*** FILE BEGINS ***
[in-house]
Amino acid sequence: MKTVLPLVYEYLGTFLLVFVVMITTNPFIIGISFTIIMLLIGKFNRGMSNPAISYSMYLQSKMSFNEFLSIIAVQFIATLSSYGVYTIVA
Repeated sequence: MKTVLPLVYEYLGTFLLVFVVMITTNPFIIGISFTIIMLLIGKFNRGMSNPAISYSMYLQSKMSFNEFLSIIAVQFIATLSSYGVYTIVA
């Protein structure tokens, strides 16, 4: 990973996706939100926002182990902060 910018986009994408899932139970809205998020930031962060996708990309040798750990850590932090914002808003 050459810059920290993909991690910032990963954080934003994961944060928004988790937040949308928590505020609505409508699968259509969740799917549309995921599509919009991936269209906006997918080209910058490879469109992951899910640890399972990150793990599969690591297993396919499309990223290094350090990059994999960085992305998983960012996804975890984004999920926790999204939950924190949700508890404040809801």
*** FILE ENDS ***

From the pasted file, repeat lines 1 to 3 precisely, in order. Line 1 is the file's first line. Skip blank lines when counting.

[in-house]
Amino acid sequence: MKTVLPLVYEYLGTFLLVFVVMITTNPFIIGISFTIIMLLIGKFNRGMSNPAISYSMYLQSKMSFNEFLSIIAVQFIATLSSYGVYTIVA
Repeated sequence: MKTVLPLVYEYLGTFLLVFVVMITTNPFIIGISFTIIMLLIGKFNRGMSNPAISYSMYLQSKMSFNEFLSIIAVQFIATLSSYGVYTIVA